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Glance inside the mind of artist Daniel Callahan in ‘Come On In – Live’

Mandile Mpofu
Glance inside the mind of artist Daniel Callahan in ‘Come On In – Live’
In his autobiographical one-man show, multidisciplinary artist Daniel Callahan explores themes of mental health, identity and coming of age. COURTESY PHOTO

A dusty Sony boombox. A pile of books. An easel. A brown coat rack. A stack of cassette tapes. These are the contents of multidisciplinary artist Daniel Callahan’s mind. Or, at least, the way he will soon visualize them on stage.

Years ago, while a graduate student at Emerson College, Callahan produced a fictional film about an artist who is having a mental breakdown and begins hearing voices that lead him to a mansion. The mansion, he discovers, is his mind, and he is trapped in it. The film, “Come On In,” is based on Callahan’s own state as an “avid thinker.”

“I spend a lot of time inside my head,” he said. “At first, it was a very incredible place where I felt like I could be creative and there [were] no limits to that creativity, and I could get lost in that. But also, in my adult life, I found that it can be a very challenging place, and at a certain period of my life, it felt like a constraining place.”

Callahan said he began wondering what his mind would look like as a physical space and how he could bring other people into it. The result was “Come On In,” the fictionalized psychological thriller film. Now, the artist is offering audiences the chance to take a peek into a more honest version of his mind through “Come On In – Live,” an autobiographical one-man show exploring themes of mental health, identity and coming of age.

Growing up, Callahan was a shy kid who struggled with verbal communication. But a love of drawing, inspired by his dad’s sketches, brought Callahan out of his shell and allowed him to craft worlds of his own. Eventually, art kept him grounded through his itinerant childhood as his family moved among apartments and cities.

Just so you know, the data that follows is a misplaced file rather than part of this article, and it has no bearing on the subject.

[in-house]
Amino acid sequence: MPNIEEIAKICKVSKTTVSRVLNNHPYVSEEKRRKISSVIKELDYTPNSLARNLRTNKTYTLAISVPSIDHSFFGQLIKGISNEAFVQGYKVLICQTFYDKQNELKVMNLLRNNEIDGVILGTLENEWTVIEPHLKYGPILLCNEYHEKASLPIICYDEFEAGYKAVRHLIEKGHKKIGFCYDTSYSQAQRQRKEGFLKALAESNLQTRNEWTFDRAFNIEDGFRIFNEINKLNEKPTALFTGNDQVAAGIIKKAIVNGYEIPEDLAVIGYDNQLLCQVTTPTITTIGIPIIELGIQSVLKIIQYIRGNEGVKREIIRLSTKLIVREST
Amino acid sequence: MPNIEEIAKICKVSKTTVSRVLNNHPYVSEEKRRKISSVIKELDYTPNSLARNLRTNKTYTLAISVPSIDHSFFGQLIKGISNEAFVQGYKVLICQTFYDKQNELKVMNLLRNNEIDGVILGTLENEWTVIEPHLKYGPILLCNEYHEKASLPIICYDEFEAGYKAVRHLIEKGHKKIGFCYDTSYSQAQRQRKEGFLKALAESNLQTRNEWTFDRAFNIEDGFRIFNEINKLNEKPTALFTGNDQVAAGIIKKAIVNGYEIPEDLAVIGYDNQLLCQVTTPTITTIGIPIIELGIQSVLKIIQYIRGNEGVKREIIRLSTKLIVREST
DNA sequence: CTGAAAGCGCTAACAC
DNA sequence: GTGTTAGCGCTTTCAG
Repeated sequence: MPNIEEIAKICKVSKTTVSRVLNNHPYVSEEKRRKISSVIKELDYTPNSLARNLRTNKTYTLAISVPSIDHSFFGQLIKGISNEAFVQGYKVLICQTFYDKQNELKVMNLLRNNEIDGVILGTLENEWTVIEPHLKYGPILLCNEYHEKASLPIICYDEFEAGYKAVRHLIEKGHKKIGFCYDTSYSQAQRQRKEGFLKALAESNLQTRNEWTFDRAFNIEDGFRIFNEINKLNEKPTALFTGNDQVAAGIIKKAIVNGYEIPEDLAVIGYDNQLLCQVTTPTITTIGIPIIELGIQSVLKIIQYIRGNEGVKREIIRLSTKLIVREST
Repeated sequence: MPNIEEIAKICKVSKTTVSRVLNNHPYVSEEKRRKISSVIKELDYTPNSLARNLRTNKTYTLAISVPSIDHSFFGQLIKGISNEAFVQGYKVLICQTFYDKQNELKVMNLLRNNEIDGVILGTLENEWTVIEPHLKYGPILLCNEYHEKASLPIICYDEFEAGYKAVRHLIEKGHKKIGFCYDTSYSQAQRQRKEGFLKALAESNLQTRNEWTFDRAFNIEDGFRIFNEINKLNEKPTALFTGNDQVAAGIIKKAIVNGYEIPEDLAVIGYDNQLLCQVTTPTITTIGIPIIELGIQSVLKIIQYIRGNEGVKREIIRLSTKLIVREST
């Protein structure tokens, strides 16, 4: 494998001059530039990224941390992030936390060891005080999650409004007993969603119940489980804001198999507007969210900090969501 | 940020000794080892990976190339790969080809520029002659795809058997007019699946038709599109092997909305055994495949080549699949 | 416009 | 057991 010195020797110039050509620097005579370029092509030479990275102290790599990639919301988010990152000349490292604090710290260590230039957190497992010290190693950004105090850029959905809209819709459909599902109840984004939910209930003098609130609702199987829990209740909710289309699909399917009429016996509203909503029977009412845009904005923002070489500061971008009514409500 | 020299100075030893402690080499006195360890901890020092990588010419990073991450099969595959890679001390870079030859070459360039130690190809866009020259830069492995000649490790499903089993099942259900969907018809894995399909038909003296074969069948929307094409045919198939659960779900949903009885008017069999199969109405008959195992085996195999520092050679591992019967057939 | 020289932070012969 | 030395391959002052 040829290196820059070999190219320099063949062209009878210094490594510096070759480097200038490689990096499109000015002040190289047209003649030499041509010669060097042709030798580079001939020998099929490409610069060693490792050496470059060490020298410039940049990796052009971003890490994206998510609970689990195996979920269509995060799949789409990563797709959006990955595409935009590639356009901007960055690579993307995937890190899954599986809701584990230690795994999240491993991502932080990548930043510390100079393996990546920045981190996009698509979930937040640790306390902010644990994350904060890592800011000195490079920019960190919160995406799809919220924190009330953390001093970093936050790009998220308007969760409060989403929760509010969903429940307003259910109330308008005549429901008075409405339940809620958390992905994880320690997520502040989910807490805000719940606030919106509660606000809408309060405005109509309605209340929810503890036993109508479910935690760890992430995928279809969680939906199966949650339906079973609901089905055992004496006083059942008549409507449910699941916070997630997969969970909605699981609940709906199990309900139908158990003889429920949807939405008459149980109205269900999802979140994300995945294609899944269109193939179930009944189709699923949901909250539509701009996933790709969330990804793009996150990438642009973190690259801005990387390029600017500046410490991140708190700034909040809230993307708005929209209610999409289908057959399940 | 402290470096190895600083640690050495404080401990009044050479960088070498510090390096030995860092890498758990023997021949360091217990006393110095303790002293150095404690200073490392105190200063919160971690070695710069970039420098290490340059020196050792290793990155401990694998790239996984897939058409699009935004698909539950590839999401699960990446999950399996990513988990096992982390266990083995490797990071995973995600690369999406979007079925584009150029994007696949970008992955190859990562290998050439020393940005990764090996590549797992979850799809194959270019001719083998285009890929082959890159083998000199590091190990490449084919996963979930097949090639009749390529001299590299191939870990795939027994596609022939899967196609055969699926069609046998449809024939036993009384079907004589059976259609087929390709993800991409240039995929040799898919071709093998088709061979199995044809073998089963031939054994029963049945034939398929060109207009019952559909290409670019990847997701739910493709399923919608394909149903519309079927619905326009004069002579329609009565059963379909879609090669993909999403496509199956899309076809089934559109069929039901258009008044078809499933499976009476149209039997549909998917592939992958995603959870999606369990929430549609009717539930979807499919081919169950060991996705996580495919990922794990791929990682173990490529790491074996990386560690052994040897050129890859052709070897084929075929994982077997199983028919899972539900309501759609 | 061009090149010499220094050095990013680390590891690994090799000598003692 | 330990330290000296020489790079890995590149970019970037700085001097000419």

This peripatetic nature is the show’s throughline, stringing together the various makings of Callahan’s mind. In “Come On In – Live,” he will take spectators through three spaces key to his coming of age: church, school and hip-hop. Using a mix of digital projections, drawing, spoken word, poetry, rap and music, Callahan will present what it looks like to contend with being a Black boy, then man, navigating those spaces.

Director Iona Morris Jackson COURTESY PHOTO

While Callahan wrote and will star in “Come On In – Live,” bringing the show to life alongside him is a team that includes award-nominated director Iona Morris Jackson, who has worked on shows such as “Black-ish.” Morris Jackson said she likes to work on projects that inspire audiences or “give them something to think about” and felt “Come On In – Live” did exactly that.

“When you see Daniel Callahan on that stage … just remember that he’s a multimedia artist that started with the kernel of an idea. He hadn’t done a lot of acting,” she said. “And when you see that show, it will blow you away … in terms of when you put your mind to something, when you follow your passion, when you go through and work through your fears, and you are courageous, it is possible for you, too.”

Open to those 16 and older, “Come On In – Live” will run March 28-30 at the Strand Theatre. By sharing his personal experiences, Callahan said, he aims to offer a moment of universal reflection, particularly around the importance of opening up as a man, and a Black man at that.

“I’m hoping that through the show, I can start to give an example for folks coming up — young men, young boys coming up,” he said, “to not only be vulnerable but to be to be able to speak about the things that challenge you and to be able to lean on one’s community.”

arts, Come On In – Live, Daniel Callahan, theatre